Too often, I think, we come to a church on a Sunday morning looking to find Jesus. Because, we think, that’s where he ought to be! Don’t you expect to find Jesus in a church? So we put on our piety and our best behavior to show Jesus we love him and believe in him. Even though we may be nervous about entering a church building, we do so. It’s brave, it’s showing respect and love, and it’s where we think Jesus ought to be found.

That’s wonderful! But Mark’s gospel will tell us that Jesus can’t be contained in a church building on a Sunday morning. He’s not just where we expect him to be. He’s risen, he’s gone ahead of us to our homes, our schools, our neighborhoods, our workplaces. He’s gone ahead of us to Galillee. There we will see him. In our homes we will see his unconditional love. In our workplaces we will see his grace and compassion. In our schools we will see his forgiveness that defies explanation. In our neighborhoods we will see his unexplainable generosity. There we will see him.

And what’ more, there we will join him in loving the world. We get to reveal new life in Galilee. There, too, we get to live out the forgiveness he gives. There, too, we get to see his new life in loving others, in forgiving others, in being generous to others.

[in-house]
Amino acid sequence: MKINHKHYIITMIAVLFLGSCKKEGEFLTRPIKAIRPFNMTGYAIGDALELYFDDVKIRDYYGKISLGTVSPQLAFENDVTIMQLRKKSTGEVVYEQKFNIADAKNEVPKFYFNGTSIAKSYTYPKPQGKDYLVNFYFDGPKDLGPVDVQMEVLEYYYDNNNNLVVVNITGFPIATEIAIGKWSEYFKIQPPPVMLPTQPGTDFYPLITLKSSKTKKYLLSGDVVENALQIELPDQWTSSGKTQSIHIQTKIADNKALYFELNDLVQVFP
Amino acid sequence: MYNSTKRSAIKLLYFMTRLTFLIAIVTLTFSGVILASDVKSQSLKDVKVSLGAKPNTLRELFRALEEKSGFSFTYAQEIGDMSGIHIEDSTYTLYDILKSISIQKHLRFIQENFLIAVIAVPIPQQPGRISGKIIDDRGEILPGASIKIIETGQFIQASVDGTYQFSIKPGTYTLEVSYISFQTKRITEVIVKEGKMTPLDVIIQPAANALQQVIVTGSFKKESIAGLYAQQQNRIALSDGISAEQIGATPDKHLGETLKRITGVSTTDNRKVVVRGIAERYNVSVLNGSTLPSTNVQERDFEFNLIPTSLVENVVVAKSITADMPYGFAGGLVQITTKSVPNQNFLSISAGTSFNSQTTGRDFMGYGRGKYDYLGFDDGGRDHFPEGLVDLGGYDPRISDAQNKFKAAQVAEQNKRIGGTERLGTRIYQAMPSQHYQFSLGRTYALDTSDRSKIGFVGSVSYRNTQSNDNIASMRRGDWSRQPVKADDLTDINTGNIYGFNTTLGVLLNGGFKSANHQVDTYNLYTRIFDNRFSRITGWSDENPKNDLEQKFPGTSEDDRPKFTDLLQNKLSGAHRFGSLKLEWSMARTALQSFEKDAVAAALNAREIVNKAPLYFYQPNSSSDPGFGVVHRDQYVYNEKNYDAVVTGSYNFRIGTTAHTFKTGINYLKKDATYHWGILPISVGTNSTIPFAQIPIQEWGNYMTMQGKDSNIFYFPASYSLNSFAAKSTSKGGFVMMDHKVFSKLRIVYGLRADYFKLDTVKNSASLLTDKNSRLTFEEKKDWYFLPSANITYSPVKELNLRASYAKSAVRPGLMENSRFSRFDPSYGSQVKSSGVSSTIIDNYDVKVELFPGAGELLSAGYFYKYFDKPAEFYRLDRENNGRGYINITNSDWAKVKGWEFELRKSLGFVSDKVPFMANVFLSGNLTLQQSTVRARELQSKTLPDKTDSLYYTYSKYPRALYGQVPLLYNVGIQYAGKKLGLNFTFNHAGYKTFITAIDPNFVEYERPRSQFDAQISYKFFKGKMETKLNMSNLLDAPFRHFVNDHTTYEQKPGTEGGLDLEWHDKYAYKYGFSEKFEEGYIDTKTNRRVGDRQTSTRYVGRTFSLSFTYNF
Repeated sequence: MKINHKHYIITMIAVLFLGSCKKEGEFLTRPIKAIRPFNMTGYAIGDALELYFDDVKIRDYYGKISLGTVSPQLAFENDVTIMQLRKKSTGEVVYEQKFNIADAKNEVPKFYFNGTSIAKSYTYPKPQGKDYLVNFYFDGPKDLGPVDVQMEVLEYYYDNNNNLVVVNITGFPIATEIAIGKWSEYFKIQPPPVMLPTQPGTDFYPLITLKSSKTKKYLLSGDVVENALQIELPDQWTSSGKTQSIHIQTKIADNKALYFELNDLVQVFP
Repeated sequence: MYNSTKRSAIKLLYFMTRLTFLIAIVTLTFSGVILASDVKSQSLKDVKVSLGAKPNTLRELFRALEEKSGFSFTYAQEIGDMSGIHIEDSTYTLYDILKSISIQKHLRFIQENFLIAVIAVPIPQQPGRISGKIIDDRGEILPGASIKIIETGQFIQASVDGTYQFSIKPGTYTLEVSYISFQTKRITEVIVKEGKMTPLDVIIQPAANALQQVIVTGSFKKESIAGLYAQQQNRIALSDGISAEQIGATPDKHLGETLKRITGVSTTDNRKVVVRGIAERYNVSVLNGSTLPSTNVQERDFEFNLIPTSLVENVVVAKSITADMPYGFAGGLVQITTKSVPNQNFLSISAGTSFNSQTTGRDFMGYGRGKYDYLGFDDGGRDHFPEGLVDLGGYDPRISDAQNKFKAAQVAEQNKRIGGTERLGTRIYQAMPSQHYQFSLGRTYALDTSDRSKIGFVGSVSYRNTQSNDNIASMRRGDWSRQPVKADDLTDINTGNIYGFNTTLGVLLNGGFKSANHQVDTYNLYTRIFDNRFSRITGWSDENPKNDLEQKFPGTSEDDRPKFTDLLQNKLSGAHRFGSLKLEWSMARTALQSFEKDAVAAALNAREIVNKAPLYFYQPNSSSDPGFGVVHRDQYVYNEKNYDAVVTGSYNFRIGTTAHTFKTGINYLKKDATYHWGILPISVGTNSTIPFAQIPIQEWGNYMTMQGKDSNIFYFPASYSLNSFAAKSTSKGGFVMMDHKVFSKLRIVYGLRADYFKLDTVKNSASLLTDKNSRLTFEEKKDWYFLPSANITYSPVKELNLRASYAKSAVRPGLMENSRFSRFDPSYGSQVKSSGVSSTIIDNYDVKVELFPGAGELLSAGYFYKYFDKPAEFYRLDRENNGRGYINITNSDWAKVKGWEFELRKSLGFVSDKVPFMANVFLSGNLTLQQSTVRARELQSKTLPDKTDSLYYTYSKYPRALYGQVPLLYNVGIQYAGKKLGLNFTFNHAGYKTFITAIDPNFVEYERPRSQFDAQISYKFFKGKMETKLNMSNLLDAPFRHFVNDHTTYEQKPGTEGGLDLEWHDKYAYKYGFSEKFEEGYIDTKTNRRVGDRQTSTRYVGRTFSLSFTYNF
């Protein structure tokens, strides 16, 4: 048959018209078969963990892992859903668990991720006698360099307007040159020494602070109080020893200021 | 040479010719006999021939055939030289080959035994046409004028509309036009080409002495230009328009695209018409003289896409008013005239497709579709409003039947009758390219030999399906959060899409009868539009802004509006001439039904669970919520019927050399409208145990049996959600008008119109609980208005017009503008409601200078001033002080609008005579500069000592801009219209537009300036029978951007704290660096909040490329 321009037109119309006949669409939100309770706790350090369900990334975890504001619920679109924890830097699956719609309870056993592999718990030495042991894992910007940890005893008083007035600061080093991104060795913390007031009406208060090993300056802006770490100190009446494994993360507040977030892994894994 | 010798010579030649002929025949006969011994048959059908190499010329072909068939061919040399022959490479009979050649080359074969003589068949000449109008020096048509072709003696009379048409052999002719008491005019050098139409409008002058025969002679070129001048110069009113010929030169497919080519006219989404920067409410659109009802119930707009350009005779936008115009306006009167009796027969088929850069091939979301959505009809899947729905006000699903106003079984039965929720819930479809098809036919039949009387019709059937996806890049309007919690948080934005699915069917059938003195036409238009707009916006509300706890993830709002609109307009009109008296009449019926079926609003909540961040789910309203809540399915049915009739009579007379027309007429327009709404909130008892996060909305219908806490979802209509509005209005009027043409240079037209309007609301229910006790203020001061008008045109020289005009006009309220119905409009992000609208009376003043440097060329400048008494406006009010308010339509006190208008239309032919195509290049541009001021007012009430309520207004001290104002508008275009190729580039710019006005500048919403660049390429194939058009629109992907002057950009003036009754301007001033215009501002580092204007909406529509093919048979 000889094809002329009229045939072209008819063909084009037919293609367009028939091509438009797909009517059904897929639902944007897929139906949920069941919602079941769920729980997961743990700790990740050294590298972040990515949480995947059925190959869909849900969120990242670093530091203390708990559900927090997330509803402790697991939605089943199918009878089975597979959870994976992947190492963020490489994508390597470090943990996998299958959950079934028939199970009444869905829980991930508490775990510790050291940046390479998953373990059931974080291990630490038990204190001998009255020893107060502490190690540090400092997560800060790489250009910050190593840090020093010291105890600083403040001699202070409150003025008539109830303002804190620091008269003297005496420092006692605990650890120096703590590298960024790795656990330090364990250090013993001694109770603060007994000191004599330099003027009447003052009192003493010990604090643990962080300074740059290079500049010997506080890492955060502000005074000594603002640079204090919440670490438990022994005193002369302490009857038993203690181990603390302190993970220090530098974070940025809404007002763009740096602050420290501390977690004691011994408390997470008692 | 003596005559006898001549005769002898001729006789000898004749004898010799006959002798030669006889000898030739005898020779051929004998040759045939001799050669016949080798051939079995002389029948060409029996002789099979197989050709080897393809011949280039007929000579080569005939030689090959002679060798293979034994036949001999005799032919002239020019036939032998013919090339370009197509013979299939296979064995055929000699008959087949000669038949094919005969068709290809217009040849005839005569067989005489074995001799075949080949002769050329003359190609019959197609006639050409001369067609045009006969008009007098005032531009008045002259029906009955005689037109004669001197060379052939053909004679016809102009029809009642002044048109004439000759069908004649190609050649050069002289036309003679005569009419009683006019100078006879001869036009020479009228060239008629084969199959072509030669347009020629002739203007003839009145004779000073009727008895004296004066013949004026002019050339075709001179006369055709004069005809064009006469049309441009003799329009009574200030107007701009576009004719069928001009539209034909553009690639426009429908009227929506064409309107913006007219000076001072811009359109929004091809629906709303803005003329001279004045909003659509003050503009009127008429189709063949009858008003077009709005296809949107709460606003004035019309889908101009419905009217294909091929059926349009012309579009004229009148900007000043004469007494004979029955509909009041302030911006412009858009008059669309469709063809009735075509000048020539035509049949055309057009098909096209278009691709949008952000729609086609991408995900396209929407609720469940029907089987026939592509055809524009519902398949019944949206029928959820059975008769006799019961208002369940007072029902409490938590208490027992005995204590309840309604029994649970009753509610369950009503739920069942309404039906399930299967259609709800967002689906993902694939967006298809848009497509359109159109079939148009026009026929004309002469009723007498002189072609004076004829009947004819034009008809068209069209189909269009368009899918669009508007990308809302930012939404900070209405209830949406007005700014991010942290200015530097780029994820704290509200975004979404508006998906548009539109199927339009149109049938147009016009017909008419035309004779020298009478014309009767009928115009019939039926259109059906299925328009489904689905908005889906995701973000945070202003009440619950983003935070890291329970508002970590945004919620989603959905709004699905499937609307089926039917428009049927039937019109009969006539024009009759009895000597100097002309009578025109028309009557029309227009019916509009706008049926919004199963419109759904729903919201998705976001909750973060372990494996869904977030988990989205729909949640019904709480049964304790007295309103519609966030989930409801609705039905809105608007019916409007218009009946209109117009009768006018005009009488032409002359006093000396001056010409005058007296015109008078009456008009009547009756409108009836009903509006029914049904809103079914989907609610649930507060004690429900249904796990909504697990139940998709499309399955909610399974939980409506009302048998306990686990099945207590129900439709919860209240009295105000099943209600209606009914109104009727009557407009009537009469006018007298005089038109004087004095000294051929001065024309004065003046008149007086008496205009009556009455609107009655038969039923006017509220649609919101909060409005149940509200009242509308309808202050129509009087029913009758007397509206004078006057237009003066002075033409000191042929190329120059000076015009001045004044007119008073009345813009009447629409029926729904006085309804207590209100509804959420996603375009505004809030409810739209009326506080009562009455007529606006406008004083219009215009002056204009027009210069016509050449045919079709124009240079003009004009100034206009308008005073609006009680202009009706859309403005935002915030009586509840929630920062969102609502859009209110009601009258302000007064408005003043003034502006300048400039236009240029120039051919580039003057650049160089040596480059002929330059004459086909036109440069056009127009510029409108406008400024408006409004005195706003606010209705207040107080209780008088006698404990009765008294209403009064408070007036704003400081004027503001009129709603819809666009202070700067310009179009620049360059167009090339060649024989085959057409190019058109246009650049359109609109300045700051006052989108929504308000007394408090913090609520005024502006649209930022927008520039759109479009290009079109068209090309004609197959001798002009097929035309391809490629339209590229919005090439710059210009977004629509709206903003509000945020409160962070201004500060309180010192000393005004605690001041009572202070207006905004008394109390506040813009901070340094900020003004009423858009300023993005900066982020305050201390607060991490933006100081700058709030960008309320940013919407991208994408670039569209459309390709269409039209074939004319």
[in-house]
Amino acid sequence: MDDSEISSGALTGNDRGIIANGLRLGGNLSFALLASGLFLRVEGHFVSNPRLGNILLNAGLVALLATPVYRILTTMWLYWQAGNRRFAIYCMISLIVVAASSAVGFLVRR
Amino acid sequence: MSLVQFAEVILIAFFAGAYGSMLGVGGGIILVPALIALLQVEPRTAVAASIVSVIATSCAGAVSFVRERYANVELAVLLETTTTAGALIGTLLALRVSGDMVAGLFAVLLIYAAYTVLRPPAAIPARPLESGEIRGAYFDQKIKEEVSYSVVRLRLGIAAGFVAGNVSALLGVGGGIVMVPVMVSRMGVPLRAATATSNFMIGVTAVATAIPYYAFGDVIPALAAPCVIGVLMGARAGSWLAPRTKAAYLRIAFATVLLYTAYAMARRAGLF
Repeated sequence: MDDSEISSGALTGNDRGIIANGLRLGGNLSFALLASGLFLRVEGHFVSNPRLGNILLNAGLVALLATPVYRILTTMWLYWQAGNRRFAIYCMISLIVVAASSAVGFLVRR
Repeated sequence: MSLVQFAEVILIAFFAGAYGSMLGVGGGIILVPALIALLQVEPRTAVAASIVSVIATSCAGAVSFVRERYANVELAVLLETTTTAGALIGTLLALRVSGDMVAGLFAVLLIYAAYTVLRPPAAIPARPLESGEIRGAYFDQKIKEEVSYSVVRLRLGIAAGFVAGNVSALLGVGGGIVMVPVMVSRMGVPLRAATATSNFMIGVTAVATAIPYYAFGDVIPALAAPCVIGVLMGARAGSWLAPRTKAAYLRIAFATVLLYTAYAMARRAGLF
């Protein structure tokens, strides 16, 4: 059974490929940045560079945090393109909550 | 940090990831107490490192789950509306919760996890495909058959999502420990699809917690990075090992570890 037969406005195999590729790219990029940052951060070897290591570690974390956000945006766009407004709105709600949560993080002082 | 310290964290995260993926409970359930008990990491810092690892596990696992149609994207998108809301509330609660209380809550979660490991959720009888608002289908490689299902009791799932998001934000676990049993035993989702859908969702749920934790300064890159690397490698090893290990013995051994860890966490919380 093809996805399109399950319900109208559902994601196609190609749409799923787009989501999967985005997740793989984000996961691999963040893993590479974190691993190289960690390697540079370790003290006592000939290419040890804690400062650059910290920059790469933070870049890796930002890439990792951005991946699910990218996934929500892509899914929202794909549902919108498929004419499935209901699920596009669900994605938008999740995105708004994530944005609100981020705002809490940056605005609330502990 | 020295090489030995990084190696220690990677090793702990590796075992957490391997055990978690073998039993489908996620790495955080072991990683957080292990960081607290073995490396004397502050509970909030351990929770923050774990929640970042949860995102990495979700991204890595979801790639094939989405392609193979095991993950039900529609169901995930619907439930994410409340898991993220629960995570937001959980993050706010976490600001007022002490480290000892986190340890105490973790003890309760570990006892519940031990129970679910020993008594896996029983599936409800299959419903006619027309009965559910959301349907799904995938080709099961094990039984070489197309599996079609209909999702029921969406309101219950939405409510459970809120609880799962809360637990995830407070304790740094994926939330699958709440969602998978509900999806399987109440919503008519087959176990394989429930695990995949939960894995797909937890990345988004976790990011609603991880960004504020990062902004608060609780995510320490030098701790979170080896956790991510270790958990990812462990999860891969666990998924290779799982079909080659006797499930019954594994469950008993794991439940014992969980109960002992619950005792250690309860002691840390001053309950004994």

Whether we believe a particular view of resurrection or not isn’t Mark’s main thing. This gospel’s point is that nothing can contain this risen Christ. Not a building, not a church, not a belief system, not a doctrine, not a religion. Wherever we go, Jesus has arrived there ahead of us. When we leave here today, Jesus leads the way. Are you going to brunch from here? Jesus is there waiting for you! Gathering with family today? Jesus is part of it. Heading out for a quiet afternoon in the mountains? Enjoy your time with Jesus, who’s there already. He’s already gone to Galilee. There, too, you will see him.

Christ is risen! He is risen indeed! Hallelujah!

 
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Posted by on April 6, 2015 in Sermon